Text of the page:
Tuesday, December 18, 2012

Aftermath of Sandy Hook

It's taken me 5 days to even begin to form words about what happened in Connecticut last week. As a teacher, as a person born in Connecticut, and as a human being, I have absolutely nothing but prayers and sorrow for all the families affected by the tragedy. I now live hundreds of miles away, but my school was personally touched by the tragedy and had to watch a familiar name on the nightly news reported as deceased. She was 6. Needless to say, my heart is broken.

I had been with my children the whole day on Friday and had seen nothing more than the email asking us to shelter the students from the news until they could be reunited with their parents. When the teachers were finally told the severity of what had happened, we cried together. We prayed together. We were in disbelief. 

The return to school Monday was more emotional than I ever could have expected....more tears, more prayers, but also a profound sense of gratitude. As I walked out of my weekly  staff meeting, eyes filled with tears, I was greeted with the faces of our own beautiful children. I got to see Pre-K students run and play; I got to laugh with my 8th graders about their weekend antics. It was a transcendent feeling...like I was floating above all of the work and exhaustion and stress and just being with my students. I knew why those brave teachers reacted they way they did....we love our children.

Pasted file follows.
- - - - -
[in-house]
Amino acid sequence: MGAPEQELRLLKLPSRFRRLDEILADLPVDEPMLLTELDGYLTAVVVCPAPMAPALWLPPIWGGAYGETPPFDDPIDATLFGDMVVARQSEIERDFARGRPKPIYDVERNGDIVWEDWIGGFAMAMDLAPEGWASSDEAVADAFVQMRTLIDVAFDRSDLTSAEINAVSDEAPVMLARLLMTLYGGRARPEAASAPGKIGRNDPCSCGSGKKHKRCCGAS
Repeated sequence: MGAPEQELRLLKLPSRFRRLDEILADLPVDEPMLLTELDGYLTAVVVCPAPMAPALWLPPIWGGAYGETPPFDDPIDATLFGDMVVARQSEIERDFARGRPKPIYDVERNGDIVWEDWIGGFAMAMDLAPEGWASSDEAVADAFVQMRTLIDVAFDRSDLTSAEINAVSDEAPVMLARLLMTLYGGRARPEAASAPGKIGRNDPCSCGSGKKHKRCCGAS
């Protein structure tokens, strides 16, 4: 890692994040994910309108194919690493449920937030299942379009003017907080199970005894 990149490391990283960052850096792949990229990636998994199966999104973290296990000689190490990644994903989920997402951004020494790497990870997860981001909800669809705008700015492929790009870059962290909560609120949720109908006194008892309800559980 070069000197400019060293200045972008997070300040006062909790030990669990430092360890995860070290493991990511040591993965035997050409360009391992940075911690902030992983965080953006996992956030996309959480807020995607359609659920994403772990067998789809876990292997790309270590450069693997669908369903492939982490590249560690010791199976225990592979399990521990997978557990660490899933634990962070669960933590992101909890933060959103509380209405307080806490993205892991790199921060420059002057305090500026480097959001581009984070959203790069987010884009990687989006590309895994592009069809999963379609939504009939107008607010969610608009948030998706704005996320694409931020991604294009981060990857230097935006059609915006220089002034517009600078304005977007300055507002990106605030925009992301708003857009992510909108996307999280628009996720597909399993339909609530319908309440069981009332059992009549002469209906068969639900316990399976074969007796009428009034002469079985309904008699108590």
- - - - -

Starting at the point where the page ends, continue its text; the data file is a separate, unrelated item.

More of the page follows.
Daniel Willingham wrote a blog post this week about guns in schools, namely whether school officials still have them. While making interesting and profound points (as Willingham is wont to do), Willingham said the following:

We love to teach because we love to communicate to students the beauty of the world, and to help them see beauty they did not know was there. We love to teach because teaching is about creation: the creation of new knowledge, the creation of better minds, and yes, the creation of a better commonwealth, nation, and world. We love to teach because we want to build--to build competence, self-confidence, and character in our students. 

 And he's right. By doing what those teachers did, they did exactly that. They showed all of us the beauty of our world- the beauty of a brave few who were willing to give their lives to protect the innocent. They created a future for their students. They are truly heroes and I feel proud to be a teacher knowing I share the profession with such a passionate and selfless group of people. 

RIP to all the victims of Sandy Hook. You and your family are in our prayers. 

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